8. Roszko-Wójtowicz, E.; Grzelak, M.M. Macroeconomic stability and the level of competitiveness in EU member states: A comparative dynamic approach. Oecon. Copernic. 2022, 11, 657–688. [Google Scholar] [CrossRef]
  9. Jankiewicz, M.; Pietrzak, M.B. Assessment of trends in the share of expenditure on services and food in the Visegrad Group member states. Int. J. Bus. Soc. 2020, 21, 977–996. [Google Scholar] [CrossRef]
  10. Piekut, M. Patterns of energy consumption in Polish one-person households. Energies 2020, 13, 5699. [Google Scholar] [CrossRef]
  11. Piekut, M. The Consumption of Renewable Energy Sources (RES) by the European Union Households between 2004 and 2019. Energies 2021, 14, 5560. [Google Scholar] [CrossRef]
  12. Kot, S.M.; Paradowski, P.R. The atlas of inequality aversion: Theory and empirical evidence on 55 countries from the Luxembourg Income Study database. Equilib. Q. J. Econ. Econ. Policy 2022, 17, 261–316. [Google Scholar] [CrossRef]
  13. Matuszewska-Janica, A.; Żebrowska-Suchodolska, D.; Ala-Karvia, U.; Hozer-Koćmiel, M. Changes in electricity production from renewable energy sources in the European Union countries in 2005–2019. Energies 2021, 14, 6276. [Google Scholar] [CrossRef]
  14. Wałachowska, A.; Ignasiak-Szulc, A. Comparison of renewable energy sources in ‘New’ EU Member States in the context of national energy transformations. Energies 2021, 14, 7963. [Google Scholar] [CrossRef]
  15. Huterski, R.; Huterska, A.; Zdunek-Rosa, E.; Voss, G. Evaluation of the level of electricity generation from renewable energy sources in European Union countries. Energies 2021, 14, 8150. [Google Scholar] [CrossRef]
  16. Pietrzak, M.B.; Balcerzak, A.P.; Gajdos, A.; Arendt, Ł. Entrepreneurial environment at regional level: The case of Polish path towards sustainable socio-economic development. Entrep. Sustain. Issues 2017, 5, 190–203. [Google Scholar] [CrossRef] [Green Version]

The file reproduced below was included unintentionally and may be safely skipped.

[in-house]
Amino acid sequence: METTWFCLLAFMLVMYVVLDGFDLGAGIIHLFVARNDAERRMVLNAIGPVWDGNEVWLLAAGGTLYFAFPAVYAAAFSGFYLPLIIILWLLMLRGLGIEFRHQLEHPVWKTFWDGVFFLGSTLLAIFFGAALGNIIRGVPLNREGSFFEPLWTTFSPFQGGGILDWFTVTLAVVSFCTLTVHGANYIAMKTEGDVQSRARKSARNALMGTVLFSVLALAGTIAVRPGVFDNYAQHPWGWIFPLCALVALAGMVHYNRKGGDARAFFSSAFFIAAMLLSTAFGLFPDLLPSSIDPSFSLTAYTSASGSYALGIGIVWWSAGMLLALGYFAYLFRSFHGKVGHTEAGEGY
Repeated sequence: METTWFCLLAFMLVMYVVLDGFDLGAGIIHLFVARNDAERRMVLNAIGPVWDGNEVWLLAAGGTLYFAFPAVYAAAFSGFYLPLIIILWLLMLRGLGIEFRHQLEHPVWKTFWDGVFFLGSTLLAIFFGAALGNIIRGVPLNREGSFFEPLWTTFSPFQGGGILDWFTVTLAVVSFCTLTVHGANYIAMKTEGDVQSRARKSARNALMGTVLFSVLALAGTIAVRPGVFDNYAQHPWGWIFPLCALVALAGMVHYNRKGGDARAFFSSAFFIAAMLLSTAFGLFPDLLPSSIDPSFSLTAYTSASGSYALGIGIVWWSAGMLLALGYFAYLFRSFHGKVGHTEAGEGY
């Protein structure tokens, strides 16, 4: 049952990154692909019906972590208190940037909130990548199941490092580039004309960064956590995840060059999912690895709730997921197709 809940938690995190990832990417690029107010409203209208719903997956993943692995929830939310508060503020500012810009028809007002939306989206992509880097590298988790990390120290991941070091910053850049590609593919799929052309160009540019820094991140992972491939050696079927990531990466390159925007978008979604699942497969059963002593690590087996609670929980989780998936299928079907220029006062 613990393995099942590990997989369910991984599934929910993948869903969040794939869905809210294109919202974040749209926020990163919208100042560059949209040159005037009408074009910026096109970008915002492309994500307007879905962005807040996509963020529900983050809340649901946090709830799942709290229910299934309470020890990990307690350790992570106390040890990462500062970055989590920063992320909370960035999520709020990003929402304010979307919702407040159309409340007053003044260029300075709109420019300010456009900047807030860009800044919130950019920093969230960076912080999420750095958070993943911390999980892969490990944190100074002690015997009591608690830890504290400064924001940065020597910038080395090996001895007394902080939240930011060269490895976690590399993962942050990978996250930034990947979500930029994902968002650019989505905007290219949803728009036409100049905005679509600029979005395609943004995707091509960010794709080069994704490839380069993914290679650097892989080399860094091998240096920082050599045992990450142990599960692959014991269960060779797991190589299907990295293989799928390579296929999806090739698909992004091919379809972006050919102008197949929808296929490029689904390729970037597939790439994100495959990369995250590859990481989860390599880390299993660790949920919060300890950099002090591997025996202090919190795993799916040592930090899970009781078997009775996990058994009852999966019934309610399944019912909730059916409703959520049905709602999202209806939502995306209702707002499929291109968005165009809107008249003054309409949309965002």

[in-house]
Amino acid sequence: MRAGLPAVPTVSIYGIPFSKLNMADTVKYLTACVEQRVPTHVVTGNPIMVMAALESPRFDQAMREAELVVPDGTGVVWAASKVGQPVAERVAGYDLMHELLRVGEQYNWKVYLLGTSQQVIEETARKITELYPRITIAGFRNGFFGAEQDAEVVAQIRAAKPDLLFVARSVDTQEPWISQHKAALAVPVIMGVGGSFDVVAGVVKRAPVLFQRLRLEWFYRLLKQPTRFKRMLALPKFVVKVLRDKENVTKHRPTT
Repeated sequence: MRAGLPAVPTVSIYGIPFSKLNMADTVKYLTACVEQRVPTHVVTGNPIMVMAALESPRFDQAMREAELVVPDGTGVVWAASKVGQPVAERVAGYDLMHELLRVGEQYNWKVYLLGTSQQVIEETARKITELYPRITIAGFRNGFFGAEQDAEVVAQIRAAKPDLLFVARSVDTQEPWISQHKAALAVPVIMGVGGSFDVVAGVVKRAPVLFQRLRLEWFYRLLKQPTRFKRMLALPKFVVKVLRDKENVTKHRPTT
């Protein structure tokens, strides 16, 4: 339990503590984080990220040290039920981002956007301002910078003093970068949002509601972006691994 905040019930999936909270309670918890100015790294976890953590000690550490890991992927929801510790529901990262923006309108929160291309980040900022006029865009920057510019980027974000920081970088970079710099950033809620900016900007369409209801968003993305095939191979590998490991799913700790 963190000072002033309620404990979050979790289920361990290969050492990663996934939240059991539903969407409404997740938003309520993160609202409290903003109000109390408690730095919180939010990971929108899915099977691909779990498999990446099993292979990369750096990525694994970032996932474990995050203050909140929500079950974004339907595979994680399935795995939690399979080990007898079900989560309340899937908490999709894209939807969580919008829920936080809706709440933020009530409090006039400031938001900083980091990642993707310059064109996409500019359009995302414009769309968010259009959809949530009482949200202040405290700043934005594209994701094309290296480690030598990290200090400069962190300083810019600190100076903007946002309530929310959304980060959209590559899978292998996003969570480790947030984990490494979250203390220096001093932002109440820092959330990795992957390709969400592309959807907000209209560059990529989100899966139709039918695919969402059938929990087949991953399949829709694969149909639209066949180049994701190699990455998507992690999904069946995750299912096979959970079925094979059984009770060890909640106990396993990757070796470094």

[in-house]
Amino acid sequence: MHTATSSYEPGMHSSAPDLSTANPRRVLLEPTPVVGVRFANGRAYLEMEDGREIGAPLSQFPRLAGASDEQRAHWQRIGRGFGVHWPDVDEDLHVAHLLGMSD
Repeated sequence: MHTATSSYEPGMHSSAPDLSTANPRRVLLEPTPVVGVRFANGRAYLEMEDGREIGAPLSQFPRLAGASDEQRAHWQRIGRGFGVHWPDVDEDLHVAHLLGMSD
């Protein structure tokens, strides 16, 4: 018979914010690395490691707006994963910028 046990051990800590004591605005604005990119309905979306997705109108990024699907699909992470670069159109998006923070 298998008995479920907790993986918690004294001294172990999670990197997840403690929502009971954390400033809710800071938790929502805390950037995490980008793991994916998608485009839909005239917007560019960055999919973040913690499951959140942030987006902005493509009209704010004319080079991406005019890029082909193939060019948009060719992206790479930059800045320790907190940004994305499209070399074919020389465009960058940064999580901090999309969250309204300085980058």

17. Gielen, D.; Boshell, F.; Saygin, D.; Bazilian, M.D.; Wagner, N.; Gorini, R. The role of renewable energy in the global energy transformation. Energy Strat. Rev. 2019, 24, 38–50. [Google Scholar] [CrossRef]
  18. Lin, M.-X.; Liou, H.M.; Chou, K.T. National energy transition framework toward SDG7 with legal reforms and policy bundles: The case of Taiwan and its comparison with Japan. Energies 2020, 13, 1387. [Google Scholar] [CrossRef] [Green Version]
  19. Cheba, K.; Bąk, I. Environmental production efficiency in the European Union countries as a tool for the implementation of goal 7 of the 2030 agenda. Energies 2021, 14, 4593. [Google Scholar] [CrossRef]
  20. Gorączkowska, J. Enterprise innovation in technology incubators and university business incubators in the context of Polish industry. Oecon. Copernic. 2020, 11, 799–817. [Google Scholar] [CrossRef]
  21. Zinecker, M.; Skalická, M.; Balcerzak, A.P.; Pietrzak, M.B. Business angels in the Czech Republic: Characteristics and a classification with policy implications. Econ. Res.-Ekonomska Istraživanja 2021, 16, 273–298. [Google Scholar] [CrossRef]
  22. Zinecker, M.; Skalická, M.; Balcerzak, A.P.; Pietrzak, M.B. Identifying the impact of external environment on business angel activity. Econ. Res.-Ekonomska Istraživanja 2021, 1–23. [Google Scholar] [CrossRef]